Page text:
Maddux, Glavine, Thomas elected to Baseball Hall of Fame
By The Associated Press
Published: Wednesday, Jan. 8, 2014, 7:00 p.m.
NEW YORK — Greg Maddux, Tom Glavine and Frank Thomas were elected to baseball's Hall of Fame on Wednesday, while Craig Biggio fell two votes short and tainted stars of the Steroids Era remained a long way from Cooperstown.
Maddux was picked on 555 of 571 ballots by senior members of the Baseball Writers' Association of America. His 97.2 percentage was the eighth highest in the history of voting.
Glavine, Maddux's teammate in Atlanta, appeared on 525 ballots and received 91.9 percent. Thomas, the first Hall of Famer who spent most of his career as a designated hitter, was at 478 and 83.7 percent.
Thomas said he accepts the view of many Hall of Famers that players who are muddied by accusations of steroid use, such as Barry Bonds and Roger Clemens, don't belong.
“I've got to take the right stance, too. No, they shouldn't get in,” he said. “There shouldn't be cheating allowed to get into the Hall of Fame.”
The trio will be inducted with managers Bobby Cox, Joe Torre and Tony La Russa, elected last month by the expansion-era committee.
Maddux and Glavine, who played under Cox for most of their careers, will become the first pair of 300-game winners to be inducted in the same year.
“It's exciting for me to go in with my teammate,” Maddux said.
The only other time three players were elected together in their first appearances was in 1999 with Nolan Ryan, George Brett and Robin Yount.
Biggio received 427 votes and 74.8 percent. He spent his entire career with the Houston Astros, appeared on 388 ballots last year in his first appearance — when writers failed to elect anyone — and appears to be on track to gain election next year.
“Obviously, I'm disappointed to come that close,” he said. “I feel for my family, the organization and the fans. Hopefully, next year.”
Mike Piazza was next with 62.2 percent, up from 57.8 last year. Jack Morris was 78 votes short at 61.5 percent in his 15th and final appearance on the writers' ballot, a drop from 67.7 percent. Morris replaces Gil Hodges (63 percent in 1983) as the player with the highest-percentage of the vote not in the Hall.
Jeff Bagwell dropped to 54.3 percent from 59.6, and Tim Raines to 46.1 from 52.2.
Controversy over how to evaluate stars tainted by the Steroids Era impacted the vote. Roger Clemens dropped from 37.6 percent to 35.4, Barry Bonds from 36.2 to 34.7 and Sammy Sosa from 12.5 to 7.2.
Eighth on the wins list with a 355-227 record and a 3.16 ERA over 23 seasons, Maddux won four consecutive Cy Young Awards from 1992-95 and a record 18 Gold Gloves with the Chicago Cubs, Atlanta, the Los Angeles Dodgers and San Diego.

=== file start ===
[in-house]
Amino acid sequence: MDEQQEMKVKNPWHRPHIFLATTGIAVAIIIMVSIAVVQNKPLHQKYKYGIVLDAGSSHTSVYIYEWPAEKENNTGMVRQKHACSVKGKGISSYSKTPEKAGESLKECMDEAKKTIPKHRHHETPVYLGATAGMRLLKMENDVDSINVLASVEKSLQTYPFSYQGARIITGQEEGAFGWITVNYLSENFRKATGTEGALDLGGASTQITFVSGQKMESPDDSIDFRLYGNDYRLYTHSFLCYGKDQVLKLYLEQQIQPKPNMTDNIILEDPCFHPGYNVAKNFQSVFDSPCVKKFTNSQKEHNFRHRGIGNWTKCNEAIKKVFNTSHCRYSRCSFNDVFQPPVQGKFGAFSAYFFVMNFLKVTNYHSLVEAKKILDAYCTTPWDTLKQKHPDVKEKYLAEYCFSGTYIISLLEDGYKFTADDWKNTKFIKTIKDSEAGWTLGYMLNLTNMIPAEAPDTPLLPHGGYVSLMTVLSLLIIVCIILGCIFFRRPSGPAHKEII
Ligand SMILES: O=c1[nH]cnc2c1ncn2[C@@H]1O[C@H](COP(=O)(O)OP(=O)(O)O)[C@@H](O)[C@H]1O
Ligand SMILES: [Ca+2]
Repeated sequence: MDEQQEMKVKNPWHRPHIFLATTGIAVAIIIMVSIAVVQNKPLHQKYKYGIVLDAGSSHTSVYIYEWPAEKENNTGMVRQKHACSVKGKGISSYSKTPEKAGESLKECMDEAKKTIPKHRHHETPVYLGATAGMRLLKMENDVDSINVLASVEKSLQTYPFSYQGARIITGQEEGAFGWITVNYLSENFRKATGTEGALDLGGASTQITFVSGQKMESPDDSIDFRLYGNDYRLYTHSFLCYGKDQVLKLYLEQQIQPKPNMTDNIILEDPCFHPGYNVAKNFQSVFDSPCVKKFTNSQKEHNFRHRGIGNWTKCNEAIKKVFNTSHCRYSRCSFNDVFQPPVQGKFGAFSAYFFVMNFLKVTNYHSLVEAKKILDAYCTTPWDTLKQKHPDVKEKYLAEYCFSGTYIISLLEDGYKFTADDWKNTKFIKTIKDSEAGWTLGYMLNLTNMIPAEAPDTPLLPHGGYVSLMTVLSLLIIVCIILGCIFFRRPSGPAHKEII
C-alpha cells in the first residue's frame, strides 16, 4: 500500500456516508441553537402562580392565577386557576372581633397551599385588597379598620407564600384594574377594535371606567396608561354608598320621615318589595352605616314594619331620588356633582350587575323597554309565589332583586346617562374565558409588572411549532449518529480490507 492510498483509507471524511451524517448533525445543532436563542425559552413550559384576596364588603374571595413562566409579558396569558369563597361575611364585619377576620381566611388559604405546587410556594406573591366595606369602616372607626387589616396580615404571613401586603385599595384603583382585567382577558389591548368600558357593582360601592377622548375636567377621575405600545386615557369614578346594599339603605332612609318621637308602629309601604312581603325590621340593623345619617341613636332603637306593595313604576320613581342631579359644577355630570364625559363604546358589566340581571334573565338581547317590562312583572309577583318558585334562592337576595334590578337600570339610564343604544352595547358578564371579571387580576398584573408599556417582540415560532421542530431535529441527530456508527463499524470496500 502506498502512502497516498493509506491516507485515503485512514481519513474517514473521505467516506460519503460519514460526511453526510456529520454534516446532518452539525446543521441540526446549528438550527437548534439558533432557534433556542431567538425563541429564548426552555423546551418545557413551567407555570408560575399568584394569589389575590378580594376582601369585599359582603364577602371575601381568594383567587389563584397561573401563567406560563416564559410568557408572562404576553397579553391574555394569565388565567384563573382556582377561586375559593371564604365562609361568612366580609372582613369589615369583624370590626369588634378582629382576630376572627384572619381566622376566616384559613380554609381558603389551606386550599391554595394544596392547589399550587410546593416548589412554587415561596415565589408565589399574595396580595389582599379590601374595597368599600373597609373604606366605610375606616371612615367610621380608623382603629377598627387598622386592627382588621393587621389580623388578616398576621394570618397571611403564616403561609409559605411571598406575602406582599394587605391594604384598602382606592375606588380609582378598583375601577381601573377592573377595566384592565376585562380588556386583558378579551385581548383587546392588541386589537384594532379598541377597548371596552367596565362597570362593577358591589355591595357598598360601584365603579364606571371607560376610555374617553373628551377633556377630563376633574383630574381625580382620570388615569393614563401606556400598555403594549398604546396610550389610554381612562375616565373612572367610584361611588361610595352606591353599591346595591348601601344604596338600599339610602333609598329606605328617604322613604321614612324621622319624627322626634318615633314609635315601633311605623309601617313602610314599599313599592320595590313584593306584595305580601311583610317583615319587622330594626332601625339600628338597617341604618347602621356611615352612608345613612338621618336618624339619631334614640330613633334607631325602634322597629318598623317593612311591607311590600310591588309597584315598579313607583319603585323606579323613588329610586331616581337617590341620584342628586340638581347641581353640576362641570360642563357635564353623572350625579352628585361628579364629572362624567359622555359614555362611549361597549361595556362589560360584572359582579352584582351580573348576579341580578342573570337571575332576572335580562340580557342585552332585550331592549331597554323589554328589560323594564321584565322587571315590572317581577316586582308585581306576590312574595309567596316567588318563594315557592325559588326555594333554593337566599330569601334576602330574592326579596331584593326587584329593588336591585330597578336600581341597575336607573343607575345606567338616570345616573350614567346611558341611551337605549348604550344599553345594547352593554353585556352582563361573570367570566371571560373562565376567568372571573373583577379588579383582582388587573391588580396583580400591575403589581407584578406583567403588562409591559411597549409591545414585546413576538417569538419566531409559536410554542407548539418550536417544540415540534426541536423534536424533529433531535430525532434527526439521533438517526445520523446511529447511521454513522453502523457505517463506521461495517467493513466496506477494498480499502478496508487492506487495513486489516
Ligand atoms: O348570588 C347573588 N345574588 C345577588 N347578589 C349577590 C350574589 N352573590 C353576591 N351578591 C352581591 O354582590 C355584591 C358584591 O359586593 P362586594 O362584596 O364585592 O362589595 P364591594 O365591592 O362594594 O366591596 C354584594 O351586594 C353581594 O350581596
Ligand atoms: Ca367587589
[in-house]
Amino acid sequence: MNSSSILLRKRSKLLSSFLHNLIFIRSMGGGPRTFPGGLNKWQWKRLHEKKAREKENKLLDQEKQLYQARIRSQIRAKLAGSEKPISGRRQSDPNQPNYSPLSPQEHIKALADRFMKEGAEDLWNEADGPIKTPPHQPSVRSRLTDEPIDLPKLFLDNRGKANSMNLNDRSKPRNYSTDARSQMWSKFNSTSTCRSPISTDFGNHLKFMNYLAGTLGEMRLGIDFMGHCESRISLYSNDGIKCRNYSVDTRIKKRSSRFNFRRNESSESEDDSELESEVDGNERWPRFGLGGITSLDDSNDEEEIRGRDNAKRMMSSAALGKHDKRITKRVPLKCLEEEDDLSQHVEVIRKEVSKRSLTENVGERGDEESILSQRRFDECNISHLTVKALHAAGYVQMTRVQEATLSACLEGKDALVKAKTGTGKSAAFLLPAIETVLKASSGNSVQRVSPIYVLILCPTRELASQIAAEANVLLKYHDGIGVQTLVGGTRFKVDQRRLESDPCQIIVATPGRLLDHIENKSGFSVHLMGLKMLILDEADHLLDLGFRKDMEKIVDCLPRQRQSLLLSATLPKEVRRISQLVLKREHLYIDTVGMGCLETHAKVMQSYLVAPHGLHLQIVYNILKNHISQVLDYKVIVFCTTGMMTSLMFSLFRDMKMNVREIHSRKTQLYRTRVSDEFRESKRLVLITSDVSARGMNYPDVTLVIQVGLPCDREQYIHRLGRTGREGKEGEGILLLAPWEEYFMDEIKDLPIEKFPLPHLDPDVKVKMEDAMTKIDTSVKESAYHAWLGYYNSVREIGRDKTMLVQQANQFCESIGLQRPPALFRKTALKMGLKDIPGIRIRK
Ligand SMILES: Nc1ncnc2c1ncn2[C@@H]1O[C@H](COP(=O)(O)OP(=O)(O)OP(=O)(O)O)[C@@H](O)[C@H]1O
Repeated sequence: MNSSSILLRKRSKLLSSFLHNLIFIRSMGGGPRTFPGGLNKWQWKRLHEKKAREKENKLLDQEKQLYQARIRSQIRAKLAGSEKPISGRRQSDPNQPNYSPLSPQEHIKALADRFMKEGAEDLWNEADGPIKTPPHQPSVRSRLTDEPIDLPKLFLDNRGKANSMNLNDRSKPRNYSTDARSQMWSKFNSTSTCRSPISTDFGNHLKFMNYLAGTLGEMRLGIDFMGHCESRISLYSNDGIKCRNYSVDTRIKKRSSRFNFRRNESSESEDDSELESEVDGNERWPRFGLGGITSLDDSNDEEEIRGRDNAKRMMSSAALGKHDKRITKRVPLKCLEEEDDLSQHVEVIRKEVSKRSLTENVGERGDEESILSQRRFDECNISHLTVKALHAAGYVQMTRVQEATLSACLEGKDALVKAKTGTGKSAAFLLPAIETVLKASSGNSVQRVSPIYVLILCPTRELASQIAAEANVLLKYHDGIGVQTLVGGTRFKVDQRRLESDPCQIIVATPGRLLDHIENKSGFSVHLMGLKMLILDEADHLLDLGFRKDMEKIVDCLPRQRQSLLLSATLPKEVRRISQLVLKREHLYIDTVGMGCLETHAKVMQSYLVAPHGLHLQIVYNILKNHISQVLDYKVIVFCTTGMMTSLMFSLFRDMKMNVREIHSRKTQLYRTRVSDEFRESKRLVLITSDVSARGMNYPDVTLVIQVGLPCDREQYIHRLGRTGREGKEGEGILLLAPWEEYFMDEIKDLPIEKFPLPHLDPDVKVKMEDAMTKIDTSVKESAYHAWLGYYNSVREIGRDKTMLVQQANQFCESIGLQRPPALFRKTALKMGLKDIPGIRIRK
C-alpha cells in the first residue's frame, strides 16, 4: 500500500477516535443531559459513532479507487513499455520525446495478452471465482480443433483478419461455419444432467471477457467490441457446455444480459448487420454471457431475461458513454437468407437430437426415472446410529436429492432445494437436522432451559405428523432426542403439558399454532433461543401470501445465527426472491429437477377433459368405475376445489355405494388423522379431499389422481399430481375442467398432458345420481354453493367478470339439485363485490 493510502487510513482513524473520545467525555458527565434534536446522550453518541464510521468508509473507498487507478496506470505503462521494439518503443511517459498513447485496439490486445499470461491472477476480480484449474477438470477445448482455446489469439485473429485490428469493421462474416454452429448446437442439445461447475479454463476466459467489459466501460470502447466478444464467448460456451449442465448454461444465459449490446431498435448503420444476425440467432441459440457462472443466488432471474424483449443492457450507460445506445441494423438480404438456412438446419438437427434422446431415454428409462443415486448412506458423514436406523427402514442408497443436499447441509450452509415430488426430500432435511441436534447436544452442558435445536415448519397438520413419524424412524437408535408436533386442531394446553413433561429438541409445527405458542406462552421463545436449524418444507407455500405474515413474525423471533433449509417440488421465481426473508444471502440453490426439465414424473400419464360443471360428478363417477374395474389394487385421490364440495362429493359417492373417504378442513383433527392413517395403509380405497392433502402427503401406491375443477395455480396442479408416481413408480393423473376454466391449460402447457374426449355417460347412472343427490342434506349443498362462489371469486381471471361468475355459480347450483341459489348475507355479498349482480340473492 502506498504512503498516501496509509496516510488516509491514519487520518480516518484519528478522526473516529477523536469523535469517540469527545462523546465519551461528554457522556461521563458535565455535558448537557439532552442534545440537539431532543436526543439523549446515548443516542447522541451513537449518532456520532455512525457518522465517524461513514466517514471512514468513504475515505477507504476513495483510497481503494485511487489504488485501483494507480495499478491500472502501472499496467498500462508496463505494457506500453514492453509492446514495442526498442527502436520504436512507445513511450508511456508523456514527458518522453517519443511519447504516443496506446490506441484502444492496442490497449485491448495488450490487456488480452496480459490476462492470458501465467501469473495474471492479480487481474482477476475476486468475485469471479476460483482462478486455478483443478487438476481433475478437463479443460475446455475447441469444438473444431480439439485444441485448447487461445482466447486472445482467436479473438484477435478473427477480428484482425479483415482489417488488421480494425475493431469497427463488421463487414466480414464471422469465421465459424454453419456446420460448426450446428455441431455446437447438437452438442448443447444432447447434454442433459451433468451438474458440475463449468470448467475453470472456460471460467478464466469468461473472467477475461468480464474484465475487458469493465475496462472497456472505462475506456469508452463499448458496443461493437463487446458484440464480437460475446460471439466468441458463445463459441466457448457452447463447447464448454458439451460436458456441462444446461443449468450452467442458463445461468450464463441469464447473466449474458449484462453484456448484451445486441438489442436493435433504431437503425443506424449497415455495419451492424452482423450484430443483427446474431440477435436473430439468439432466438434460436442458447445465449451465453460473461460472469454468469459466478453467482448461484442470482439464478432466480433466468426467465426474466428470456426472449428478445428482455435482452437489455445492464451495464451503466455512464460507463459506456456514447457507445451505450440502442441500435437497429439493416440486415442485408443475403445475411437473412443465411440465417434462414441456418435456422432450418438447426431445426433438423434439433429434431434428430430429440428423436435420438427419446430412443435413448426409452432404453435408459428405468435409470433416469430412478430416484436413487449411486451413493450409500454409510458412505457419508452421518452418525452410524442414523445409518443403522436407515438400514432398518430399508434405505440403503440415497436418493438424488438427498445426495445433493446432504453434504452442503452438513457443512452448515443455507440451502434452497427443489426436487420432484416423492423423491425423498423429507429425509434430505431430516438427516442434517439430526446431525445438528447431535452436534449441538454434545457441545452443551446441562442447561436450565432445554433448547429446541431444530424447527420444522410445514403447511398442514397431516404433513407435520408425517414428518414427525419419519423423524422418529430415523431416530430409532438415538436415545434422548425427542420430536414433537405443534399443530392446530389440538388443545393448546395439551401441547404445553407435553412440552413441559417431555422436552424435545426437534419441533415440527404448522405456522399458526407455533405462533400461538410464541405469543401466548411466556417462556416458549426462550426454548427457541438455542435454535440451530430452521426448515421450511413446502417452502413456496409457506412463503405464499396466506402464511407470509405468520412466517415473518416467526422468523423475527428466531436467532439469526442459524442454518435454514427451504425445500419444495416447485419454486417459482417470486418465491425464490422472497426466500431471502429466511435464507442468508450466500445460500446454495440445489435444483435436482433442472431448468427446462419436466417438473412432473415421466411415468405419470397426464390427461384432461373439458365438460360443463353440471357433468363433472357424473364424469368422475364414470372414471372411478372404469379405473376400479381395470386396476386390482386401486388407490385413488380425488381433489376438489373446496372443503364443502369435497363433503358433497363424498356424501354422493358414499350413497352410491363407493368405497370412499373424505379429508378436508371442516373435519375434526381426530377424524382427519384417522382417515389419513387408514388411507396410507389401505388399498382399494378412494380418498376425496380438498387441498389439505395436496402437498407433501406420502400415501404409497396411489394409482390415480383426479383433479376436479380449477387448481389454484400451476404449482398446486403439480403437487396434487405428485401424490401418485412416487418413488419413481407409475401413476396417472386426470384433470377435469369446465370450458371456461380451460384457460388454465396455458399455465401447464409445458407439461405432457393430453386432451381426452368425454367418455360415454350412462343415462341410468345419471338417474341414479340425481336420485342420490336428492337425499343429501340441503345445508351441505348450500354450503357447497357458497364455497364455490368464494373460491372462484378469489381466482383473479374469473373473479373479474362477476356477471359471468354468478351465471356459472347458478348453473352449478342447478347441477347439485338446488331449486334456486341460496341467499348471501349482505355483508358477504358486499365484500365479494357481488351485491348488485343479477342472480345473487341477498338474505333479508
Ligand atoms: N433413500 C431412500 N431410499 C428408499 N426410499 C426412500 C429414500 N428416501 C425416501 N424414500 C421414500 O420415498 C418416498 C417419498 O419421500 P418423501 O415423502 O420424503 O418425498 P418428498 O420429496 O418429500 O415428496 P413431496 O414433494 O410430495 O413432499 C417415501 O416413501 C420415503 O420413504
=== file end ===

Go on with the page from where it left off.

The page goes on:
Glavine, a 10-time All-Star and a two-time Cy Young winner, was 305-203 over 22 seasons. A two-time AL MVP, Thomas hit .301 with 521 homers and 1,704 RBIs in 19 seasons with the Chicago White Sox, Toronto and Oakland.
Show commenting policy
TribLive commenting policy
You are solely responsible for your comments and by using TribLive.com you agree to our Terms of Service.
We moderate comments. Our goal is to provide substantive commentary for a general readership. By screening submissions, we provide a space where readers can share intelligent and informed commentary that enhances the quality of our news and information.
While most comments will be posted if they are on-topic and not abusive, moderating decisions are subjective. We will make them as carefully and consistently as we can. Because of the volume of reader comments, we cannot review individual moderation decisions with readers.
We value thoughtful comments representing a range of views that make their point quickly and politely. We make an effort to protect discussions from repeated comments either by the same reader or different readers.
We follow the same standards for taste as the daily newspaper. A few things we won't tolerate: personal attacks, obscenity, vulgarity, profanity (including expletives and letters followed by dashes), commercial promotion, impersonations, incoherence, proselytizing and SHOUTING. Don't include URLs to Web sites.
We do not edit comments. They are either approved or deleted. We reserve the right to edit a comment that is quoted or excerpted in an article. In this case, we may fix spelling and punctuation.
We welcome strong opinions and criticism of our work, but we don't want comments to become bogged down with discussions of our policies and we will moderate accordingly.
We appreciate it when readers and people quoted in articles or blog posts point out errors of fact or emphasis and will investigate all assertions. But these suggestions should be sent via e-mail. To avoid distracting other readers, we won't publish comments that suggest a correction. Instead, corrections will be made in a blog post or in an article.
- MLB notebook: Cardinals sign Cuban shortstop to 4-year deal
- MLB notebook: Expanded replay passes initial test
- MLB notebook: Cardinals ink infielder Carpenter to 6-year deal
- MLB notebook: Phillies’ Hamels will rest after latest setback
- MLB notebook: Royals’ Hochevar needs Tommy John surgery